Typically, it will be obvious when you are running a business selling goods, or simply selling personal assets. However, as the tax treatments between running a business and simply selling personal item is drastically different, there are rules and principles to provide clarity in scenarios where the lines start to become blurred.
HMRC does not give a statutory definition of ‘trade’ and only refers to it as a ‘venture in the nature of trade.’ However, the courts have given further interpretation of the statutory definition of ‘trade’ and found the ‘badges of trade’ to be helpful indicators of determining whether an activity is trading or investment in nature.
The decision as to whether a transaction gives rise to a trading profit or capital gain can be significant because:
HMRC uses the ‘badges of trade’ tests to establish whether a person’s activity is trading or investment in nature – for taxation purposes this decides if you are taxing a profit or a gain.
To establish whether you are carrying on a trade, you need to consider the following nine badges of trade that HMRC uses as part of their overall investigation:
Even though an intention to make a profit supports trading – it’s not conclusive of a trade by itself.
It may point to the conclusion that a trade is being carried out – if evidence shows that the sole purpose of acquiring an asset was to resell it at a profit – without any intention of holding it as an investment or personal use.
To support trade, your transactions will be:
The test determines if:
To demonstrate that your selling activity is NOT a trade, you may need to prove the goods are:
If you are part of existing trade – from which there is a similarity to the transaction under consideration – it may be a pointer to that transaction having a trading character. For example, selling your vintage car is not a trade if you are an accountant – but may well be if you are a mechanic, car dealer or antique collector.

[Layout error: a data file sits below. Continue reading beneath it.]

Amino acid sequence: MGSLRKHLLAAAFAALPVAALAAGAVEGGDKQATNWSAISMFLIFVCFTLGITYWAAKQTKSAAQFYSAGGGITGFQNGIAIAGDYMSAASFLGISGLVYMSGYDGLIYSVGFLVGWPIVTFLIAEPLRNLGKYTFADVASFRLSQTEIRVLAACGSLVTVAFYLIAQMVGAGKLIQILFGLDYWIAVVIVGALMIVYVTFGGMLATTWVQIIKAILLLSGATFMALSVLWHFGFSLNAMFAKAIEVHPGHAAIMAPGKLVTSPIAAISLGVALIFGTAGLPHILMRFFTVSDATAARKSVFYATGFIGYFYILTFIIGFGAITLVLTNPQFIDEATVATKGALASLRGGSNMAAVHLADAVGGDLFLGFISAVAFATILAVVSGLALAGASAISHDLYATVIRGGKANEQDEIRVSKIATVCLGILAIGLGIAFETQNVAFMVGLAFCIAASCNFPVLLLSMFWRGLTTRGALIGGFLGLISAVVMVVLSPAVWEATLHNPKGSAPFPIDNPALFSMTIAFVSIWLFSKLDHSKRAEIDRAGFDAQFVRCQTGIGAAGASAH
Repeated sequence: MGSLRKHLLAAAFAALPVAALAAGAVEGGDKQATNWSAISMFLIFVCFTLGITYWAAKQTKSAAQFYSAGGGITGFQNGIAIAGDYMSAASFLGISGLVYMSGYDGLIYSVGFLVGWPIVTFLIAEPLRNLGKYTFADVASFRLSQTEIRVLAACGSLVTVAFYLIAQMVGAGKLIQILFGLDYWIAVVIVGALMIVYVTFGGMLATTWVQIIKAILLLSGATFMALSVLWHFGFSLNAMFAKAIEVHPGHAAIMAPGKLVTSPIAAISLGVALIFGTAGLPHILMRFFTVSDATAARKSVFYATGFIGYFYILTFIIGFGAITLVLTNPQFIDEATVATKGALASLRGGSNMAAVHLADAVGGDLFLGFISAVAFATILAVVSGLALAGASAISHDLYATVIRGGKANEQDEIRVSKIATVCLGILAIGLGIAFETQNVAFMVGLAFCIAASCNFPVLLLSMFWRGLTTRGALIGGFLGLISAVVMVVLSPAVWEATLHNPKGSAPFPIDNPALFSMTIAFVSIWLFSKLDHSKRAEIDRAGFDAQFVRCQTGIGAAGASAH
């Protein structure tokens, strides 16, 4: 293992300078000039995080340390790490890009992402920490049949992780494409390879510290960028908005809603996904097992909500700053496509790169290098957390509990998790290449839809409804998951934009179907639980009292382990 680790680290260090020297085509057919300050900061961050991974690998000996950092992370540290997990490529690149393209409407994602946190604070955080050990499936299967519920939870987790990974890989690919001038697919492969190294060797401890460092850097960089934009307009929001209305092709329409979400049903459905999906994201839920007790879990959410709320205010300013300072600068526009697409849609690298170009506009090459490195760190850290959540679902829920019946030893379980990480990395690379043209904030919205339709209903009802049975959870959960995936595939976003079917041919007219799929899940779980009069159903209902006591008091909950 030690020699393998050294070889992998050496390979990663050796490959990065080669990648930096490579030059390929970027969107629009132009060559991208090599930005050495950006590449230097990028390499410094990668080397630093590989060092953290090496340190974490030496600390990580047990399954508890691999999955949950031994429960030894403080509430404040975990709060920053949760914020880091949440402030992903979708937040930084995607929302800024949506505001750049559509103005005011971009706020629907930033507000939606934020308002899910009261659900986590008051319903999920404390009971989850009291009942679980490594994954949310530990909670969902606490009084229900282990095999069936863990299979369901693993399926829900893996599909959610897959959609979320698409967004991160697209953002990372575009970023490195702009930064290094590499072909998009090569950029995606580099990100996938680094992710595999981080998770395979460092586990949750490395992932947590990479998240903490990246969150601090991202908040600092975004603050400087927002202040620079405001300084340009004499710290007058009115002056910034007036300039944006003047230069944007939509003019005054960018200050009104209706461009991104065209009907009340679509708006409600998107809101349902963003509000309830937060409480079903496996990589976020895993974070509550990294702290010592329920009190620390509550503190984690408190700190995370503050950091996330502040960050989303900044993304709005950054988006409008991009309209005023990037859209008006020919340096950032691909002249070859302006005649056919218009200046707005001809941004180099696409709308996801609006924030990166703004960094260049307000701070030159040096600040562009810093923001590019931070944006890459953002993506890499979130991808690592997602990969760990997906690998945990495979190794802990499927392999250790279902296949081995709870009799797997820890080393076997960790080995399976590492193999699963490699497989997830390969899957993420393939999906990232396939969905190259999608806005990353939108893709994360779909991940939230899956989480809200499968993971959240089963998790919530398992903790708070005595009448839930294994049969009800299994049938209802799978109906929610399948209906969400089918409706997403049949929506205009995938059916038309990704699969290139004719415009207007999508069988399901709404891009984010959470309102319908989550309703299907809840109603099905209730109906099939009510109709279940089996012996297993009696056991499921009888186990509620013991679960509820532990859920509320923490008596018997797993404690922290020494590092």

This test looks at what you do to an asset pending to resell. It counts as a trading activity if you make – modifications, repairs, improvements or any adaptation to make it saleable or make more profit.
It becomes a pointer towards trade if you carry out transactions the same way as an undisputed trader. For example, ordinarily, people who work professionally as chefs take stands at food markets and cooking fairs – if you do the same, you stop being a hobby chef and start engaging in trade.
In this case, HMRC will investigate the method used to finance your purchase. If you needed a loan to buy your asset (say an oven for a baker) and you would not have acquired it without the loan – and cannot afford to repay the loan without generating income from it (selling cakes and buns). It shows an intention to engage in trade.
The length of time you hold an asset is an indicator of trading. In general, assets that are subject to trade are sold quickly. Therefore, an intention to resell an asset shortly after purchase will support trading.
An asset you acquire by inheritance or as a gift is less likely to be the subject of trade.
It is crucial to remember that ‘badges’ will not be present in every case – those that do – may point in different directions. The presence or absence of a particular badge is unlikely, by itself, to provide a conclusive answer to the question of whether there is a trade. That being the case, the weight attached to each badge will depend on the precise circumstances.
Once you determine whether a sale falls as trading activity or a capital gain, the tax implications include:
If you need assistance regarding the badges of trade or any tax-related issues, contact us for support.